Ouzoud has a very relaxed atmosphere, in Marrakech stall holders would shout and demand you buy their wares, in Ouzoud people would ask where we were from out of interest, not as an opening line for their sales pitch. There was a wonderful sense of community spirit, in a village with less than 2000 inhabitants I suppose it's very easy for everyone to know everyone. A lot of the cafes and families grow their own herbs and vegetables, for their own needs as well as to supply customers. Quite a few people grew things more recreationally as well, and a lot of them were fans of listening to Bob Marley.

On the third day I overheard a man ask his companion "Yeah, they're impressive and it makes a nice change to Marrakech, but was it really worth £100 and six hours on a coach to get here and back?" The answer is no, you need much longer but not really any more money to appreciate this stunning place and the people who make it even more special.

Plus if you only go for a day trip you'll miss views like this...

Cascades d'Ouzoud Ouzoud Waterfall Morocco at night full moon

Joy xx

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Sunday, 15 June 2014

Marrakech | First Impressions

Our first day in Marrakech felt like two. Our flight landed at half past ten in the morning, having taken off at 6.40am, which meant we'd spent the previous night travelling to Gatwick and hanging around the airport. The excitement of landing in a new country, a new continent in fact, wore off while we were queueing at passport control in a packed room that thankfully had air conditioning. The Marrakech airport was immaculately clean, far emptier than I would imagine any British airport close to an equivalently large city being. They were over charging for ice cream though.

From there regular buses for 30Dh (about £2.20) run into the city centre, the airport shuttle was as empty as the airport, locals having relatives or friends to pick them up and most others prefer cars laid on by their hotels or private taxis. Having since ridden in Moroccan taxis I'm glad we took the bus, I couldn't have handled the stress of speeding through busy streets in old cars with no seat belts on top of how tired I was.

I'd like to know how much they'd charge for a place like this in London...
From the main square, Jemaa el Fna, we made our way down a tiny side street called Rue Sidi Bouloukat that was very easy to find due to the unmissably large Cafe du Grand Balcon being right next to it. This street, we'd been told in advance, was the best place to find budget accommodation near the old town and it did not disappoint, the second hotel- The Atlas Riad- we walked past offered us a double room for 170Dh, or £12. It was basic: bed, window looking over the courtyard, sink, but it was clean and cheerful and meant we could stay in the centre of Marrakech for very little money. We went in and fell sound asleep.

When we woke up reception recommended Snack Toubcal as a good place to eat and drink so headed there for our first of many glasses of Moroccan Tea. The fact it looked out across Jemaa el Fna and allowed us to people watch was another bonus. After being revived by tea we set out to explore the souks, Arab marketplaces.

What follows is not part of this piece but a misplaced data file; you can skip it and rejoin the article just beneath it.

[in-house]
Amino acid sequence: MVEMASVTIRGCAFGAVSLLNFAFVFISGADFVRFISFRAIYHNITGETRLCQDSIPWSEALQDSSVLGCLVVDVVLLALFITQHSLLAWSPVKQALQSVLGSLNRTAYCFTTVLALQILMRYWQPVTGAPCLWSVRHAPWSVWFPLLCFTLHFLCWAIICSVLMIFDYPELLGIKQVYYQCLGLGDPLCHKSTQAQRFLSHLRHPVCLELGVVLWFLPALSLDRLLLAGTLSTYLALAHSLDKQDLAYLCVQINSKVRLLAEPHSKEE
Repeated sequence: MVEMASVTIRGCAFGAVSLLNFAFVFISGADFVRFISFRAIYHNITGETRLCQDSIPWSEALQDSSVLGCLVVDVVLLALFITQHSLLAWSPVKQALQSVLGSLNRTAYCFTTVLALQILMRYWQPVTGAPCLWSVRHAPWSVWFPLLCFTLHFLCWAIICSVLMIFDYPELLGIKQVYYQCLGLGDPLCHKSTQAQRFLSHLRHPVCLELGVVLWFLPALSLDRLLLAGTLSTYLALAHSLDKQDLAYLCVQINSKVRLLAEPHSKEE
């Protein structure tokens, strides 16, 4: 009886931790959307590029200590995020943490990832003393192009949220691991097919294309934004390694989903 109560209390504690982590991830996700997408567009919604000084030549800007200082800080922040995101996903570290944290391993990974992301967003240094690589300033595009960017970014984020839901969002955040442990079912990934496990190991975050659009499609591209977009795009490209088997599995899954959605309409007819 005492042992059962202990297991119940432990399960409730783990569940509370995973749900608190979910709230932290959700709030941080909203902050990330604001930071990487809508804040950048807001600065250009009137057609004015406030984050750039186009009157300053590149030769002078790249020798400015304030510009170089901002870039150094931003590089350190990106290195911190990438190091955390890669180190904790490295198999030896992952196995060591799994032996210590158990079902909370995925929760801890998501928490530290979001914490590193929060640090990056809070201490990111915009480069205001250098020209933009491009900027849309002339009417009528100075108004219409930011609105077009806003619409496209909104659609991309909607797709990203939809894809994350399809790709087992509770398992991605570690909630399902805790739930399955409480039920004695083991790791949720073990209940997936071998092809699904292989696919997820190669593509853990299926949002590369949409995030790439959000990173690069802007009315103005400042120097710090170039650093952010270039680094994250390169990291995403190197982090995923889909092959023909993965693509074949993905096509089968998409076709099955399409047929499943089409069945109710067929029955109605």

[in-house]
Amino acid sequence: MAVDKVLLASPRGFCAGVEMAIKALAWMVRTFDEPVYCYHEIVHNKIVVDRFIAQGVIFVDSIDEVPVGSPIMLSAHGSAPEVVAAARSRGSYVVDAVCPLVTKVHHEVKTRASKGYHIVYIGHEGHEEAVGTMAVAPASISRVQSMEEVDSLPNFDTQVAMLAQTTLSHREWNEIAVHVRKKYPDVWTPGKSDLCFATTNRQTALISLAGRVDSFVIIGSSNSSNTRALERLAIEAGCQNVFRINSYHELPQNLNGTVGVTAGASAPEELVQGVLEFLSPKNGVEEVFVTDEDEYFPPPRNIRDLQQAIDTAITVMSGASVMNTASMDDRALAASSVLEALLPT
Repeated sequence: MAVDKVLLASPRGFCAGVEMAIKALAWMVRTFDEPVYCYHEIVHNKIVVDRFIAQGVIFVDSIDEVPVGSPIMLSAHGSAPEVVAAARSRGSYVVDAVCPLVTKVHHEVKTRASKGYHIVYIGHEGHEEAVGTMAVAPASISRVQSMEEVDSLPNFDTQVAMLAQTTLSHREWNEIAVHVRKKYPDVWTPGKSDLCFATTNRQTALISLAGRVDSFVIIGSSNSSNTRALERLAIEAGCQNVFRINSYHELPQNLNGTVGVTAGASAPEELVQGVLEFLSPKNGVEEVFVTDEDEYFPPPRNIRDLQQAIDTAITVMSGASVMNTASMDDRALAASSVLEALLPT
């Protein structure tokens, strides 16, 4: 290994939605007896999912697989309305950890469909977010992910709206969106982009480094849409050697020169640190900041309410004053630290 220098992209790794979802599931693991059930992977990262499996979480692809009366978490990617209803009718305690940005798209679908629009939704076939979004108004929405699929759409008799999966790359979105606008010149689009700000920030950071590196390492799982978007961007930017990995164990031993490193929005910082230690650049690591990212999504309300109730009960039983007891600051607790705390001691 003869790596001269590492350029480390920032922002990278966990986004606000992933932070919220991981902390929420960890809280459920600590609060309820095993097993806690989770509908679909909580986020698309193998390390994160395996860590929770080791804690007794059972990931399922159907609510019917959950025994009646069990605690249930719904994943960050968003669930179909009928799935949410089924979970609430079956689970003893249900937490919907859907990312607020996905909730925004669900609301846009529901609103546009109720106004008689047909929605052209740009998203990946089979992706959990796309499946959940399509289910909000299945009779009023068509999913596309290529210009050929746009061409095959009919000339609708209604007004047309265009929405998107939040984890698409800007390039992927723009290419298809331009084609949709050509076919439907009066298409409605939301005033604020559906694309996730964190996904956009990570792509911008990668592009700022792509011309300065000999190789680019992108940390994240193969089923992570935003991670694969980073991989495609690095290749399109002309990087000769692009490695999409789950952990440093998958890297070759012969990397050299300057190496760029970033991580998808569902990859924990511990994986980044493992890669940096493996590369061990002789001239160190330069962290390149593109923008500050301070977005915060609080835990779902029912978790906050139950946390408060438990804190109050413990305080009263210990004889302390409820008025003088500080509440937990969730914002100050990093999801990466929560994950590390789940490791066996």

The souks were narrow and bustling, full of smells and spices, generally you just aimed yourself in the direction you wished to travel and walked but sometimes you have to jump out of the way of a donkey or motorbike. Worse are the cyclists who weave silently through the crowded streets, surprising you with the speeds they reach. Mostly they were covered alley ways with dark shadowy shops, which . Unable to bear the temperatures in the high 20s we sought out another cafe, this time with a rooftop terrace where we could look out of the square of market stalls, and ordered more thé á la menthé.

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Sunday, 8 June 2014

Summer Update

I'm writing this in tiny room, there's barely space to open the door with how much floor the bed takes up, but it is a tiny room in Marrakech. I'll be spending the next almost three weeks here and trying my hand at travel blogging. I arrived on the continent with the current Mr Harpy about two hours ago, that's after it took us 8 hours (EIGHT!) to get from Liverpool to Gatwick, a journey that should have taken less than half that but was riddled with train delays and chaos. At one point the national rail website said we were running 345 minutes late, which would have made catching the aeroplane we were travelling towards an impossibility.

However, make it we did (and without assualting any of our fellow train travellers despite temptations- seriously, who sits on the phone begging their boyfriend to come and pick up them and their heavily intoxicated girl friend becasue "we're really frightened, there's so many weirdos on the train and it feels like it's full of rapists and we don't want to leave by ourselves" then turns to the weirdos and rapists and ask for a lift?) Though we were tired and sweaty and possibly with too much in our bags my bag. Boy is delightfully smug about his ability to pack little more than spare underwear and a toothbrush, it's not his most attractive quality- especially not when the calorie pixies have struck in the night and made my bag gain a few kilos of heaven only knows what.

We have no real plan, unless see as much as we can while spending as little as we can counts as a plan. But it should be an adventure. Hope so anyway.

Any of you ever been to Morocco, hints and tips appreciated!

Joy x